Their slogan was ‘you can’t lick a beaver’. Everyone went to them first for tool hires, because they remembered them.

  11. Kelly says:

    Hmmm…I think there are a few naive people left in this world, like my mom, that innocently could have chosen that name. Sad, cuz I guess that means the rest of us have our minds in the gutter! 🙂

  12. Jonathan,

    ROFLOL!

    For a minute, I thought it was really funny and could possibly be brilliant.

    Then I read it was in Bucks County, and I knew that it was really funny only to him, and definitely not brilliant. He did not know his market at all; that’s a family and weekenders crowd, not a teenagers or beer-drinking crowd.

    I think all your points are great, and I was slowly recovering from my hysteria, when I read:

    “Man am I hungry, let me have a bag of those.”

    Now I have tears streaming down my face. Funny, yet indescribably gross.

    Oh, and my 2¢… I like “Let’s discuss.” Sure, sometimes I hear the Church Lady when you say it (she was plain old “Discuss,” I think), but mostly, it’s yours.

    My sides hurt. I’ll be bursting out laughing at random moments for the rest of the night. Ouch!

    Regards,

    Kelly

  13. Jonathan Fields says:

    So, no doubt, a bunch of us thought the slogan/tagline was some combination of funny or cute. I absolutely concede that.

    But the question was whether that converted to motivating someone to walk over and plunk down money to buy their nuts, especially after the mental image created by the double entendre.

    In the end, it’s not about entertainment, it’s about whether that entertainment converts people to buyers.

    Remember, too, this was a booth at a paid country art festival, where the average attendee was a family person in their late 40s/early 50s. For that demo, it was just a bad call.

  14. Jonathan Fields says:

    @ Kelly – the Church Lady, eh? Hmmm, gonna have to play with some “let’s discuss” variations…

  15. Laurie says:

    My sister and I are starting a little craft business to give us a creative outlet and maybe a little money. I just printed us up some business cards. Our name is “Sister Sinsations” and our slogan is “Using our mid-life crisis in a creative way!” I thought it was both funny and true!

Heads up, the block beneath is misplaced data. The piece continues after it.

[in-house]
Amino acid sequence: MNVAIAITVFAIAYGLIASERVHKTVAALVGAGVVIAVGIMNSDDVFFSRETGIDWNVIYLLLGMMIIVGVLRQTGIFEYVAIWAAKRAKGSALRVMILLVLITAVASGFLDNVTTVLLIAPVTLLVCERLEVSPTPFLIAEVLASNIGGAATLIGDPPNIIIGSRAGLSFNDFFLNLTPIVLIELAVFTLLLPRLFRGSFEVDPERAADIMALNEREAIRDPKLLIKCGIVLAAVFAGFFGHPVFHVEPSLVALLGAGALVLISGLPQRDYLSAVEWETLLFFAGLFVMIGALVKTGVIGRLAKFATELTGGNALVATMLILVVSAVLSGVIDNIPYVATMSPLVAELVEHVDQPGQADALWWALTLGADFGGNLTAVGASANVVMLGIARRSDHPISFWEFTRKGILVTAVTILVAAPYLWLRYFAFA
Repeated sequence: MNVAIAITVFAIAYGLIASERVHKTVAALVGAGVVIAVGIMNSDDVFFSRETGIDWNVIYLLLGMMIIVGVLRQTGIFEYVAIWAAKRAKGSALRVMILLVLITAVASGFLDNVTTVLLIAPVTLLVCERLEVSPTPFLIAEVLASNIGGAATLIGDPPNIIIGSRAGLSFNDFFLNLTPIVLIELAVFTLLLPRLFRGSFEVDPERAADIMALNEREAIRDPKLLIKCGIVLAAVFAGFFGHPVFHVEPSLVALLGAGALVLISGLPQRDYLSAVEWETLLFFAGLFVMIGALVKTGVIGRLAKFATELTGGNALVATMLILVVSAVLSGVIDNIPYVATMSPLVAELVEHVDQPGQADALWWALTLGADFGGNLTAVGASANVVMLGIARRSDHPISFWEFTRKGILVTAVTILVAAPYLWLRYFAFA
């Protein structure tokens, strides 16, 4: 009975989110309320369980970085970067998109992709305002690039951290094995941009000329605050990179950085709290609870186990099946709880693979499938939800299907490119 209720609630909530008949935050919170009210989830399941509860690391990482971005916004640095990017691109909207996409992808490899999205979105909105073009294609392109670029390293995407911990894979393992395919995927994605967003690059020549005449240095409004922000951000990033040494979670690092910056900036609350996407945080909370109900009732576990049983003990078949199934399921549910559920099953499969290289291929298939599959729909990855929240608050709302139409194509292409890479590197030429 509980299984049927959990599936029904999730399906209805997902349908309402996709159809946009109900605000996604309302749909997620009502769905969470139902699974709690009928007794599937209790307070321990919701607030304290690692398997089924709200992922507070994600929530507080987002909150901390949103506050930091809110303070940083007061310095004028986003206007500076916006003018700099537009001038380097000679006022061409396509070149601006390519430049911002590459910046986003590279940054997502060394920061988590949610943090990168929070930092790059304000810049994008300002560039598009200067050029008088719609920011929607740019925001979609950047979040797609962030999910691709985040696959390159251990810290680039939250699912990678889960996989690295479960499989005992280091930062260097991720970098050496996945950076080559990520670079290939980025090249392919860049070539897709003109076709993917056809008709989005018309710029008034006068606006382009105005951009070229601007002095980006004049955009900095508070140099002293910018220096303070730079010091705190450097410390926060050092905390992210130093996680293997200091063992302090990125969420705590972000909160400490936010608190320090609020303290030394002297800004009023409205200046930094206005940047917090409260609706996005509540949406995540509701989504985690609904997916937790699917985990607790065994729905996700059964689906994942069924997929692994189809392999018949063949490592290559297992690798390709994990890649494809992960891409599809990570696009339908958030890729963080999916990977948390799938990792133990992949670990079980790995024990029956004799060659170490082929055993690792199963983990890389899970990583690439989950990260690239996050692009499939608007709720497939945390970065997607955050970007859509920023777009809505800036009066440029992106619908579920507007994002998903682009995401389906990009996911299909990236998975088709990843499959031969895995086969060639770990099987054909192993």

16. Laurie says:

    OK I spelled Sensations right on the cards! he he he. The way I spelled it there, brings a different meaning all together! OMG!

  17. Jonathan,

    Ah!

    You know how, you say Church Lady (Dana Carvey), and you’re really thinking of (Mike Myers) Coffee Talk With Linda Richman?

    No probably not. Pre-pre-senior moment.

    But the comment might make more sense now. Discuss.

    🙂

    Would I buy my nuts there? No, thanks. The eew factor is just too high.

    Until later,

    Kelly

  18. Bob Collier says:

    Here in Australia, there’s a company selling various kinds of nuts with the brand name Nobby’s and their slogan for many years has been “Nibble Nobby’s Nuts”. It must be working for them if they’ve kept it and I can’t argue that it isn’t memorable, but whenever I hear it my immediate thought is always “No thanks!” 🙂

  19. Jonathan Fields says:

    @ Laurie – hehehe, too funny…Freudian slip?! 😉

    @ Kelly – got it, and, hey, I am plenty old enough to remember Dana Carvey.

    @ Bob – interesting, I sometimes wonder, too, about cultural differences in the way a slogan or tagline lands.

  20. Rob says:

    I love it. I’d love it even more if they were selling jelly beans. j/k! I’m sure their sign made a lot of people laugh and was a lot more memorable than “Joe’s Nut Shack” or “Tom’s Salty Nuts”. Well, Tom’s Salty Nuts may get some attention as well…

    I respect people/companies who dare to stand out and be different knowing that not everyone is going to appreciate their humor.

  21. Jonathan Fields says:

    @ Rob – Absolutely agree with being different, but be different for the purpose of driving business, not driving people away from your business. Getting attention is, in the end, worthless for a business if it doesn’t convert to increased sales, even if there are a few steps in between.

  22. Anthony Kuhn says:

    Yummy! Nuts! Depends on your intended audience, for sure, but I would guess a family-centered event like a fair isn’t the place to use edgy double-entendres to sell your salty wares. Nice find!

  23. […] Fields is generally fabulous.  I love his blog, Awake at the Wheel.  I really love this posting, and the associated image: Taste My Nuts Digg, Share, Stumble… These icons link to social […]

  24. […] Slogan Train Wrecks – Taste My Nuts – Jonathan Fields encounters a nut stand with a funny slogan but one that is not really going to help sell nuts. An example of bad branding. […]

  25. […] Fields has taken us on a slogan train wreck, showing us how a bad choice of words, although funny to some, may end up driving most customers […]

  26. Paul Hines says:

    This reminds me of a T.V. ad I saw several years ago and I believe Planters learned their lesson because I haven’t seen it since.

    The commercial begins with an old lady telling the Planters character that she loves his nuts and he looks at her, smiles and twirls his cane.

  27. […] is an older post from last year on Slogan Train Wrecks – very funny, insightful and overall a good read.  Jonathan has a lot of variety in his posts […]

  28. kevin says:

    In the Perfect Chopper food processor commercial (presented by the sham wow guy) he says “you’re going to love my nuts” as he finishes making a topping for a sundae.

    Also, do you remember the Quizno’s commercial with the guy, holding a footlong in his hands, talking to the oven… and the oven says ” go ahead Scott, put in in me” –classic-

    Sometimes being on the edge helps, sometimes it hurts.

    Take a look at these guys. From what I read they have a lot of name recognition… in a good way.

    Big Ass Fans